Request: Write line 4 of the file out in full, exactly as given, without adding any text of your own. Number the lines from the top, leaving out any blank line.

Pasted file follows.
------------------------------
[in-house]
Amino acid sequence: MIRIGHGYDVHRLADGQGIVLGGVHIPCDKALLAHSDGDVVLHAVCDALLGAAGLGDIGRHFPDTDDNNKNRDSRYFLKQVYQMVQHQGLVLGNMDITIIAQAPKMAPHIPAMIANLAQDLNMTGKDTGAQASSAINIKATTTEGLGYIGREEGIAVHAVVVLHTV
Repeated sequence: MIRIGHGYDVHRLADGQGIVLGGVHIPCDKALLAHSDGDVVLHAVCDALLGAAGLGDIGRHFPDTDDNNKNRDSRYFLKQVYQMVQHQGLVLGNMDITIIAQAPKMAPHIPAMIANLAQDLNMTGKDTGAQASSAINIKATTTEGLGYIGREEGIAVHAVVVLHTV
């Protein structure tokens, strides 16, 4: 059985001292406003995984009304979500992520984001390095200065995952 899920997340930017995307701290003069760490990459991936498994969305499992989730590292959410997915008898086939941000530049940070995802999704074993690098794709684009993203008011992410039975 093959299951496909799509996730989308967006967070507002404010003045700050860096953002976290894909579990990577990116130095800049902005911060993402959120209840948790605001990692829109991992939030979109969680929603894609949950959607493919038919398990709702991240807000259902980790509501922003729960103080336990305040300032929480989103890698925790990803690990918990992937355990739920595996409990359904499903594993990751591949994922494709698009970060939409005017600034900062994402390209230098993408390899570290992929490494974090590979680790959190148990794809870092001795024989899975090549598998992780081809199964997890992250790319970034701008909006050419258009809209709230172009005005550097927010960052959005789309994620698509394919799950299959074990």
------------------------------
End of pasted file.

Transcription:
């Protein structure tokens, strides 16, 4: 059985001292406003995984009304979500992520984001390095200065995952 899920997340930017995307701290003069760490990459991936498994969305499992989730590292959410997915008898086939941000530049940070995802999704074993690098794709684009993203008011992410039975 093959299951496909799509996730989308967006967070507002404010003045700050860096953002976290894909579990990577990116130095800049902005911060993402959120209840948790605001990692829109991992939030979109969680929603894609949950959607493919038919398990709702991240807000259902980790509501922003729960103080336990305040300032929480989103890698925790990803690990918990992937355990739920595996409990359904499903594993990751591949994922494709698009970060939409005017600034900062994402390209230098993408390899570290992929490494974090590979680790959190148990794809870092001795024989899975090549598998992780081809199964997890992250790319970034701008909006050419258009809209709230172009005005550097927010960052959005789309994620698509394919799950299959074990």